Tullow Oil seeks development partners for its Ugandan assets
TULLOW Oil, the Irish-founded oil explorer, said yesterday that it wants to bring in one or two partners to help with the estimated $5bn (€3.4bn) cost of developing its Ugandan assets.
The news came after Tullow appeared to derail Eni's attempt to gain a foothold in the east African nation. Tullow said it wanted to sell as much as half of three combined blocks in the Lake Albert region to one or two big oil companies.
"The Ugandans want to make sure that they have a number of companies involved in the energy sector," Tullow chief executive and founder Aidan Heavey said.
Tullow Oil exercised pre- emption rights on Sunday over fields being sold by Canada-based Heritage Oil to Italy-based Eni, a decision described by Mr Heavey as "pretty inevitable".
Tullow will submit a list of preferred partners, with speculation centred on Total and Exxon Mobil, according to Goodbody Stockbrokers, for approval by the Ugandan government in the first week of February.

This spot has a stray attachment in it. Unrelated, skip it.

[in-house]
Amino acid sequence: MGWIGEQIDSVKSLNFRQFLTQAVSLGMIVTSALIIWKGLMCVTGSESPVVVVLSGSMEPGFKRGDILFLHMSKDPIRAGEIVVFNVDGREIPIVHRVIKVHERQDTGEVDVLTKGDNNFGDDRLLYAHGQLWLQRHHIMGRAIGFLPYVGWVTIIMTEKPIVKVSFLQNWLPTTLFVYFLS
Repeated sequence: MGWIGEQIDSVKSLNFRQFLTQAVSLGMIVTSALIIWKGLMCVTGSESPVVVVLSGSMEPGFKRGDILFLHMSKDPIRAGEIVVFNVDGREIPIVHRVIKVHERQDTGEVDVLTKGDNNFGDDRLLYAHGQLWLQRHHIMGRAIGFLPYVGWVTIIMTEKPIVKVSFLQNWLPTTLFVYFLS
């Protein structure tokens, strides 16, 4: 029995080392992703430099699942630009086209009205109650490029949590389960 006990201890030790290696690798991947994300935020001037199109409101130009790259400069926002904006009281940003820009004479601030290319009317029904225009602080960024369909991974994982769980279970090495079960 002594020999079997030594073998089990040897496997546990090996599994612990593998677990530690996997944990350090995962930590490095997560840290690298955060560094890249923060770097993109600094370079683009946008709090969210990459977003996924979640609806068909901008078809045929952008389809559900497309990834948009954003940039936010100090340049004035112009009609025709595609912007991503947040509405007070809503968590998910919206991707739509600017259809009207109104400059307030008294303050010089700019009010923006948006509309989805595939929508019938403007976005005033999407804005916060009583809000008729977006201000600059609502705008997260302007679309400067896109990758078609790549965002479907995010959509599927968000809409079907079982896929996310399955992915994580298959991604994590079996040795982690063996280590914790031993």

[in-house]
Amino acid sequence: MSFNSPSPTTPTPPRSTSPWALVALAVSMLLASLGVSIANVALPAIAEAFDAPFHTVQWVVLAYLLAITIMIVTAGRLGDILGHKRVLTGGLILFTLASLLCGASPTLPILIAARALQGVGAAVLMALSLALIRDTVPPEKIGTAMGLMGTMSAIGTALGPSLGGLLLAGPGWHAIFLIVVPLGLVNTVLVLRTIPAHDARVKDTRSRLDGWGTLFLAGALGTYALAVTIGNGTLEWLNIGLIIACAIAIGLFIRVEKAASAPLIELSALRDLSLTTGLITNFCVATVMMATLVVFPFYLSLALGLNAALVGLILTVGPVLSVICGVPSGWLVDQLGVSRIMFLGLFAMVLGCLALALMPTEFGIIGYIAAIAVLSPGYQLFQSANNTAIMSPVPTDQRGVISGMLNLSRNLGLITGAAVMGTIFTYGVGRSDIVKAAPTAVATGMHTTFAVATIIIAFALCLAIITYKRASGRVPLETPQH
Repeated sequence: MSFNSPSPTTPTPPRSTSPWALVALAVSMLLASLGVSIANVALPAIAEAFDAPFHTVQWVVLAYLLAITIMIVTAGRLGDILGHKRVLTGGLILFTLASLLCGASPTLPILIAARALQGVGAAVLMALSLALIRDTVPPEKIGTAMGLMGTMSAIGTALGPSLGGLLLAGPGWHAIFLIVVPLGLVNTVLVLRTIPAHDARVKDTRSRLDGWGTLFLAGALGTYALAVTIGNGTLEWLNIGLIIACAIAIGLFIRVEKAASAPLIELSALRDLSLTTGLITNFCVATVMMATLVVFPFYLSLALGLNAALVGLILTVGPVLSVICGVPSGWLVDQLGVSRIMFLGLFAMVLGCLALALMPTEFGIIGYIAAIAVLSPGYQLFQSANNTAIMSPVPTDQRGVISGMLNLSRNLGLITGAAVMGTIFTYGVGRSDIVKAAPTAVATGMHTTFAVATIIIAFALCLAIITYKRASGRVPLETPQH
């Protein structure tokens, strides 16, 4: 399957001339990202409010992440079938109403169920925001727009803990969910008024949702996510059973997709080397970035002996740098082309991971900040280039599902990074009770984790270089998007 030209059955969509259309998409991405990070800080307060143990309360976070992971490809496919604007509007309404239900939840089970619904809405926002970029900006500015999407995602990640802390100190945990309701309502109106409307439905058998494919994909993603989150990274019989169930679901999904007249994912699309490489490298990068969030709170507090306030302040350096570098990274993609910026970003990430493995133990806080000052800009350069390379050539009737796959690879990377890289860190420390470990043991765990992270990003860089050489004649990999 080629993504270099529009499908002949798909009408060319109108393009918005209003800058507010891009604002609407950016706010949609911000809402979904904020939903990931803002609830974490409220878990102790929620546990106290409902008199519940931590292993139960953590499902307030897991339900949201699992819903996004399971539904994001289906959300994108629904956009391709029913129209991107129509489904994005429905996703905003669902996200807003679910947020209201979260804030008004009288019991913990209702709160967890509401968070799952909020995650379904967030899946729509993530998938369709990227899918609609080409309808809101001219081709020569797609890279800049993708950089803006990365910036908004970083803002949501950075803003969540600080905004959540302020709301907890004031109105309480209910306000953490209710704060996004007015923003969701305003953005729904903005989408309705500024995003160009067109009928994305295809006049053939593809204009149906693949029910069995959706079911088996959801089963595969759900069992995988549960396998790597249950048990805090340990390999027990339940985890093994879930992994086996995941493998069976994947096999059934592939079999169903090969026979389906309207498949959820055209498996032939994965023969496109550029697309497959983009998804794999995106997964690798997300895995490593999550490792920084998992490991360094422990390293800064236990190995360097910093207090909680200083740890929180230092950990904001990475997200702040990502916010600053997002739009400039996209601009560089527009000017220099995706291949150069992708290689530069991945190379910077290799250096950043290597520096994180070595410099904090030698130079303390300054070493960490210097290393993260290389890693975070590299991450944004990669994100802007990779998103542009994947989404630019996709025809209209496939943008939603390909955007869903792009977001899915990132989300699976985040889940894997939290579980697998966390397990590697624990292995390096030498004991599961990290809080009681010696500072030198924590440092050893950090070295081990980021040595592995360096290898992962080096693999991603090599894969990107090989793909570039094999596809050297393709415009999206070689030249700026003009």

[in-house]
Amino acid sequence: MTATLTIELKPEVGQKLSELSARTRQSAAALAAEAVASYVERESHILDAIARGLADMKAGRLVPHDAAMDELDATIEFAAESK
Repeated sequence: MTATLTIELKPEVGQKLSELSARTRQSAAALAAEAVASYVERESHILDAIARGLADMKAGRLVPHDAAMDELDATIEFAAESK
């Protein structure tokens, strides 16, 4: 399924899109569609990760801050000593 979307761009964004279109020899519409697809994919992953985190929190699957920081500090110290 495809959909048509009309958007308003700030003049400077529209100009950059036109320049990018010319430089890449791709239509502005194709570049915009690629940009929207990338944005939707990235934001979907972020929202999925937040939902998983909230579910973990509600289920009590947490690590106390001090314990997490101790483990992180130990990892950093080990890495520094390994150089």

"Speculation on the likely bidders continues to gravitate towards Exxon and Total as the leading candidates. Those candidates would appear to be fully informed, based on the statement that they approve of the pre-emption bid," Goodbody's Gerry Hennigan wrote yesterday.
Uganda's Energy Minister Hilary Onek backed Tullow's bid, even though the government was yet to officially receive the offer document.
"The deal is subject to government approval but we would be surprised if Tullow had not already received assurances ahead of this announcement," said Richard Rose, an analyst at Oriel Securities in London.
Tullow shares closed up 52.2c, or 3.5pc, to €15.51 in Dublin. The stock -- also listed in London, where the company has its headquarters -- doubled in value last year, which made Tullow one of the biggest companies on the Irish stock exchange. The development of Uganda's Lake Albert assets would require investment of more than $5bn over the next decade, Tullow said.
About 1.5 billion barrels of oil were yet to be discovered in the Lake Albert Rift Basin, according to Tullow estimates.
Tullow, which operates in 15 African states, plans to produce its first oil from the Kasamene field in Uganda this year, with output rising to at least 5,000 barrels a day in 2012 and then 150,000 barrels, according to estimates by McDade.